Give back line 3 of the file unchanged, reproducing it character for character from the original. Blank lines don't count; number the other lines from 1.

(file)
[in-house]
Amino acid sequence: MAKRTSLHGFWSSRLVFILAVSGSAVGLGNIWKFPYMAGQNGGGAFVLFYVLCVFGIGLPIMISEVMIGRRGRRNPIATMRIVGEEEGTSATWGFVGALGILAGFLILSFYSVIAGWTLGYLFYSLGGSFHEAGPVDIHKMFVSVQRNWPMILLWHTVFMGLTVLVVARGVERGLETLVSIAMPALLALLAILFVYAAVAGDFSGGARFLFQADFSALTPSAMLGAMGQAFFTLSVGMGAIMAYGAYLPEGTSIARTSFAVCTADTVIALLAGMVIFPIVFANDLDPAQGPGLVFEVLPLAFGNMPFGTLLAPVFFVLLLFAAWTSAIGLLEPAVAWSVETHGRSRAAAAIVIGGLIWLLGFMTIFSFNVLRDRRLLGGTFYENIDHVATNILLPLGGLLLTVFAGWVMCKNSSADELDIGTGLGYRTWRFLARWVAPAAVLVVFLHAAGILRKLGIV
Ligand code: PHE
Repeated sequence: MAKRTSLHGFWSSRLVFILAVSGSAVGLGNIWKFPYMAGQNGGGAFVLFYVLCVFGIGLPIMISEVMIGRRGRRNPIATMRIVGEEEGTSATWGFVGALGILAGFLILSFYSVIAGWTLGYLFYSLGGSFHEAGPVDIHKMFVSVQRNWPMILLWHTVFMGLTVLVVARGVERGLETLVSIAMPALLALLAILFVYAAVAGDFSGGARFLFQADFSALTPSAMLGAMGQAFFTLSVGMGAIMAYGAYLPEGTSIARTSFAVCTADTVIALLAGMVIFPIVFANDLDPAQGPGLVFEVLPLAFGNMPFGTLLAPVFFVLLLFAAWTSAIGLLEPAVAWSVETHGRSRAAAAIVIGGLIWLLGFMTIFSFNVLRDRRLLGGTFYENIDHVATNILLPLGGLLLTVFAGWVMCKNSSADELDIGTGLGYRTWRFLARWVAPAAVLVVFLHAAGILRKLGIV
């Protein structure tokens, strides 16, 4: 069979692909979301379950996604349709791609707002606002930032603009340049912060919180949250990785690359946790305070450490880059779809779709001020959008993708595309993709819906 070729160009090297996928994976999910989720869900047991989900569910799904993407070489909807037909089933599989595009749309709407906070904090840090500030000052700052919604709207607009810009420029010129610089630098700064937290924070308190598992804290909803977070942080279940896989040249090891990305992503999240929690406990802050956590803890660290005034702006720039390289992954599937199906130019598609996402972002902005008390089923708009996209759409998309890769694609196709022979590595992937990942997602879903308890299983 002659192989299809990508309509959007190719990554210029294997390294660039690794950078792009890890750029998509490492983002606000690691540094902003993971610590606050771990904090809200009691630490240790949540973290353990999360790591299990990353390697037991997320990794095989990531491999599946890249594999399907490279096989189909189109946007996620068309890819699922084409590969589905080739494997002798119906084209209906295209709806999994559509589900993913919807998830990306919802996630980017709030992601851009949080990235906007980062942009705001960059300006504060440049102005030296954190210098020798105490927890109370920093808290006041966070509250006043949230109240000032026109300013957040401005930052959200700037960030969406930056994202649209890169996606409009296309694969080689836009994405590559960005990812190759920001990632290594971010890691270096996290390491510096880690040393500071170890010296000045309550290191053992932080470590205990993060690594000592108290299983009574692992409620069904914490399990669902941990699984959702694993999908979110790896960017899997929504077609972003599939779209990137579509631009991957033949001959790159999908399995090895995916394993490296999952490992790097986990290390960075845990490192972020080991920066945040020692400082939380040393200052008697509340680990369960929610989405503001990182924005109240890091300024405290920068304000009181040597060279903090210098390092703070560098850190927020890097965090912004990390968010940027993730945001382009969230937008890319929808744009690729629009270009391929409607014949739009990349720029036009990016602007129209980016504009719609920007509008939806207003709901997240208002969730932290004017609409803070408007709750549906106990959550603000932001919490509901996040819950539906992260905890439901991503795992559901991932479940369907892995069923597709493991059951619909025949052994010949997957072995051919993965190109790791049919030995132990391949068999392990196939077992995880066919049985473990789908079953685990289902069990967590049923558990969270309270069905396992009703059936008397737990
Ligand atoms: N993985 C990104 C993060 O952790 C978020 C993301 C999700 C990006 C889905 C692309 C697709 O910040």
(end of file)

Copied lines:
Ligand code: PHE